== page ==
Outrage MKE poised to be a smash
Self-help gurus and therapists love to tout the idea of finding a constructive outlet when life starts ticking you off. Sometimes, however, you just need a destructive one.
That's where Outrage MKE comes in.
Tucked away in a warehouse at the end of a dirt road, Outrage MKE, 4828 S. 13th St., lets you step up to bat – literally – and release your frustrations on a whole room of breakables during 5- or 15-minute sessions.
"All of us have had bad days – I know I have," said Outrage creator and owner Shauna Gabriel. "You come home from work and you're thinking, 'If I could just take this dish and throw it across the room, I would feel so much better.' This gives you the chance to do that – and not have to clean it up."
Gabriel and her small team can assemble pretty much any combination of items a customer could want, from office supplies (for those who want to live out their own "Office Space" fantasy) to electronics and table settings.
"We try to make it look very nice, not just something that you just go in and break," said Mario DeLuca, Outrage's marketing director. "If somebody wants to request something, we'll try to accommodate anything."
The Outrage concept is new to Milwaukee, but the idea of offering a controlled environment in which customers can release their destructive energy has already taken off elsewhere.
"In Japan they have these areas that they call 'smash shacks,'" said DeLuca. "They found out because of the work environment and the economy, the stress, that people just needed a little bit of an outlet. What they did is they had these semi trailers, and you could purchase plates or cups and you could throw them inside of the trailer."
Outrage MKE has expanded on this idea, setting up pre-made rooms – often with requested themes – ripe for the smashing.
"One of the requests that we had was to set up the table like a dining table," said DeLuca. "The person was a server, so maybe they didn't tip well and she wanted to take it out on that."
Gabriel, DeLuca and their team have been pretty resourceful in order to find supplies for their customers' demands.
"We have a pretty large group of people who are always helping us dig through the garbage to find stuff," said Gabriel.
"We do look at rummages," added DeLuca. "What we do is we'll give the owner a flyer and say if there's any materials or household items they don't sell, instead of trucking it off to Goodwill, give us a call and we'll come by and pick it up at no charge."
On top of reusing people's unwanted household items, Outrage is also diligent in recycling what they can when they're done.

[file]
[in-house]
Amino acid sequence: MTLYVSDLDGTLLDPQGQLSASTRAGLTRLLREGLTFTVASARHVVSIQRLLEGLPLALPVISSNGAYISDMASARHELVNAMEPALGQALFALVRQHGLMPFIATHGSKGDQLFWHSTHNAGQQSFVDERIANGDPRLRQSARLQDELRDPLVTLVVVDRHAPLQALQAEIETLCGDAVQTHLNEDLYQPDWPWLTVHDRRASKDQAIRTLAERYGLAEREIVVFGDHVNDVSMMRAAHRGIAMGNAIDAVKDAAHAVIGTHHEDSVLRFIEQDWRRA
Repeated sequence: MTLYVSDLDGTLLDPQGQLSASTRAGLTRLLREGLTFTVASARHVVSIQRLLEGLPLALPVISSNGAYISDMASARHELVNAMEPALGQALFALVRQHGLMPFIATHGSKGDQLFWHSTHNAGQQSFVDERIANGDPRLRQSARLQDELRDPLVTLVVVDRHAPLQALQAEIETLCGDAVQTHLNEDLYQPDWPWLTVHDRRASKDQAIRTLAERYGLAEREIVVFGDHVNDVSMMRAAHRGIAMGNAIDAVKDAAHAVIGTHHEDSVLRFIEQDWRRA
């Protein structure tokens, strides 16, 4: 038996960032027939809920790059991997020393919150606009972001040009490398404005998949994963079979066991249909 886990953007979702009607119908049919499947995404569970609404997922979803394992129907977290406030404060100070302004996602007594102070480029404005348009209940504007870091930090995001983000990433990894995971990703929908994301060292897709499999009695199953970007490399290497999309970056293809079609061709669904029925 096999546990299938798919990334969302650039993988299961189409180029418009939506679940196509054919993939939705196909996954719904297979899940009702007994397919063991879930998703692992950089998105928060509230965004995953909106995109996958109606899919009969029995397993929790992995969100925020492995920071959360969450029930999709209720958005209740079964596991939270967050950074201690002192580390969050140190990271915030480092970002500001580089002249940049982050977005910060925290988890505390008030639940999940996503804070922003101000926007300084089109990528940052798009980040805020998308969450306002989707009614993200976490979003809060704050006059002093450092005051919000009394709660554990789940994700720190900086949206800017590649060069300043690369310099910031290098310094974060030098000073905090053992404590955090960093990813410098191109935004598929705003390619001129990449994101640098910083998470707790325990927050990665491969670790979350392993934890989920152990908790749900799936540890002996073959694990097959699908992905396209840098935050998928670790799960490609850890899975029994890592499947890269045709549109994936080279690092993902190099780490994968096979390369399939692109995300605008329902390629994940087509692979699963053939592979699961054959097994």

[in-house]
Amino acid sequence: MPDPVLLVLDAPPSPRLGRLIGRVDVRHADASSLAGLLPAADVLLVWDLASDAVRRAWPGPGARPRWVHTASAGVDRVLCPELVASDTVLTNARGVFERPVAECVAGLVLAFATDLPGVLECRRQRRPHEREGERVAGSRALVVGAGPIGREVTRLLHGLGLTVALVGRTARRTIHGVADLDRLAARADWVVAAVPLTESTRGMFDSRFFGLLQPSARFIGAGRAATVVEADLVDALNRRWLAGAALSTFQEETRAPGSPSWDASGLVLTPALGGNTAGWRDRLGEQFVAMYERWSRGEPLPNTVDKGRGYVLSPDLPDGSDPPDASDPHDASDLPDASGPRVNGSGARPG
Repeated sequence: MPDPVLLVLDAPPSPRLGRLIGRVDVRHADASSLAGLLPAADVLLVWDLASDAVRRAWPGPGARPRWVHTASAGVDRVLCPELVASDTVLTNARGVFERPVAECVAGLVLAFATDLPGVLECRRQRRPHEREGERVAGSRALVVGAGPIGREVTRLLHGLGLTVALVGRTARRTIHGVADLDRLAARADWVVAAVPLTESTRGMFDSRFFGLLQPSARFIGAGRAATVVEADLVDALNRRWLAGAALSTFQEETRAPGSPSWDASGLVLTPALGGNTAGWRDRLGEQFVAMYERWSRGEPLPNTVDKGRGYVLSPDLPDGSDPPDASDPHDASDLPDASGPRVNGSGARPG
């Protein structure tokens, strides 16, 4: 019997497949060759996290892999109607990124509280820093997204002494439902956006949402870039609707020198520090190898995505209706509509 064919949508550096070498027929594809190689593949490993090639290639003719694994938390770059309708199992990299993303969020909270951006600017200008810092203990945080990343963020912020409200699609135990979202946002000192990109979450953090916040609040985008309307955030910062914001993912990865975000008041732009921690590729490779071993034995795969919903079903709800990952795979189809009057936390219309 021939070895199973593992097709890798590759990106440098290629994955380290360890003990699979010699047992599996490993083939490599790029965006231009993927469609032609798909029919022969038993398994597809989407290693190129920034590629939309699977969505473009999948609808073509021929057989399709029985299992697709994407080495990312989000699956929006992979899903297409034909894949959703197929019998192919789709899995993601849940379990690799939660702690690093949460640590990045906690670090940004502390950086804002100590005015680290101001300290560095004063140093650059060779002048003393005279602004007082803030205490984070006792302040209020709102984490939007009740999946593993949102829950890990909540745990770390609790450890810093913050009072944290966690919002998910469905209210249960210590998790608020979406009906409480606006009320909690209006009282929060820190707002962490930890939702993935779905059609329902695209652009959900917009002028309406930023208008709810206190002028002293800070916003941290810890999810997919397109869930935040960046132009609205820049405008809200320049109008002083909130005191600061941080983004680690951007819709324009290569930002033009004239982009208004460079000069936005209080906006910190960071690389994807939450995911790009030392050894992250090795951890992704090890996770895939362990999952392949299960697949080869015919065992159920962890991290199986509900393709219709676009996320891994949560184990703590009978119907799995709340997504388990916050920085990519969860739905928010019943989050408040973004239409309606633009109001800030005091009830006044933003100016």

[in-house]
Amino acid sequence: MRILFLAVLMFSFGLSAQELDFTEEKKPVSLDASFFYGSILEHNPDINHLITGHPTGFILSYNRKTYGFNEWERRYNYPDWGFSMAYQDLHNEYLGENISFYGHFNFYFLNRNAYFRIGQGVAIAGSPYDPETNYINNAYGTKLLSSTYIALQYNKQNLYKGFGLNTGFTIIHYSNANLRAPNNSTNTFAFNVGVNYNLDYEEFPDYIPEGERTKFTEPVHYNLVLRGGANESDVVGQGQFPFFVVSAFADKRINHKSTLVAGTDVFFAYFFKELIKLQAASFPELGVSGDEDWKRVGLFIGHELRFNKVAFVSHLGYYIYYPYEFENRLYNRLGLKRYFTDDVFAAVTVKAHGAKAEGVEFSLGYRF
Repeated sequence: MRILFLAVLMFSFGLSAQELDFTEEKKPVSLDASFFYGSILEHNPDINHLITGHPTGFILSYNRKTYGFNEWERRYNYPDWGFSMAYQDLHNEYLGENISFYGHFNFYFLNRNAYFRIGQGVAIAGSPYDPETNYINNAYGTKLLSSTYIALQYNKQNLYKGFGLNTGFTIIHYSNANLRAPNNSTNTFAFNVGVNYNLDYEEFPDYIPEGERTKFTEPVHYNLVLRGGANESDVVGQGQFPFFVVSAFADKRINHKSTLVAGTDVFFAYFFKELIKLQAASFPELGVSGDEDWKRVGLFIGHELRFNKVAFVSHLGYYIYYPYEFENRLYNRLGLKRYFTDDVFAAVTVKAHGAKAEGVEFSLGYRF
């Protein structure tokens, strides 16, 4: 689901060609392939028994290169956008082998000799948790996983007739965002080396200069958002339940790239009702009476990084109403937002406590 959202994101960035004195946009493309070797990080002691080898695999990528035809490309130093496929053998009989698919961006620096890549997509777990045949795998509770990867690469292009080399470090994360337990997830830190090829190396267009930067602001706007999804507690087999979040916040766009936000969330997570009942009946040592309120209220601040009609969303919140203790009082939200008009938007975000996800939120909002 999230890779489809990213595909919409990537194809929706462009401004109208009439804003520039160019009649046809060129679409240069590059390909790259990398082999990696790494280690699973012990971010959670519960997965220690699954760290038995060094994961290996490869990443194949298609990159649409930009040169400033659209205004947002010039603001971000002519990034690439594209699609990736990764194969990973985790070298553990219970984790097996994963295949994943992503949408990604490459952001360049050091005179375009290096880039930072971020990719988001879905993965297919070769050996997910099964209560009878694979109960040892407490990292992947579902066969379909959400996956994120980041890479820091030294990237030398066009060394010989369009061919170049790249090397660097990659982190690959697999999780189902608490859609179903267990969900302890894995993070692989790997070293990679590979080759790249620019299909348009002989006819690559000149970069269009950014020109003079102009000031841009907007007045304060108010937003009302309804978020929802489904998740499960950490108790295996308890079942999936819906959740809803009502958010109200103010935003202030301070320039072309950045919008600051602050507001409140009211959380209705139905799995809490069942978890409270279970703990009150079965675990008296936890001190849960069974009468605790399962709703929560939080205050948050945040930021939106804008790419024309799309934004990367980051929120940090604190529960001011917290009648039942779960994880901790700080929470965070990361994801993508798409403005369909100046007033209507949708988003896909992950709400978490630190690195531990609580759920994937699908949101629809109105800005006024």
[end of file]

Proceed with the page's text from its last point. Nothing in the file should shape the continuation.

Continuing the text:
"Whatever we get, we recycle it," said DeLuca. "We work with a couple different recyclers for computer parts, electronics, wiring, steel, plastic, glass ... we're all about sustainability."
And so far, there's been plenty of scrap material to recycle.
"It's a ton of fun," said Gabriel. "When people come with their friends, all of a sudden the friend will be like, 'Wait a minute, now I want to do this!'"
Outragers pay $30 for a regular five-minute session, or $40 for a larger 15-minute session. Those times may not seem like much, but customers definitely get their money's worth.
"We've found out that people are exhausted after awhile. Probably about eight minutes," said DeLuca. "Some people can't even lift their arms."
Of course, Outrage MKE isn't actual therapy. It does, however, make for a great release for everyday stress, and so far it's been a big hit (pun intended) with men and women ranging in age from 20s to 50s.
"We've actually had a lot of women here," said Gabriel. "Women are more of the yellers. We've noticed that they come in and they're usually calling someone a name, or they're like, 'F you' and 'I hate you.' That kind of stuff. Men just smash."
Outrage MKE has only been open since June, but as business continues to pick up Gabriel and DeLuca plan to expand their Milwaukee location and hope to add other locations in Madison and elsewhere to accommodate bigger rooms, more diverse themes and a larger client base looking to smash the stress away.
"Some people can exercise, some people can read a book, some people can come here and smash things," said DeLuca. "We have the outfit, gloves and goggles, making sure that it's a safe environment. It's fun, it's unique, it's no pressure. Just let loose."
"People say it's bad luck to break a mirror – well, we've smashed mirrors and we're still going."
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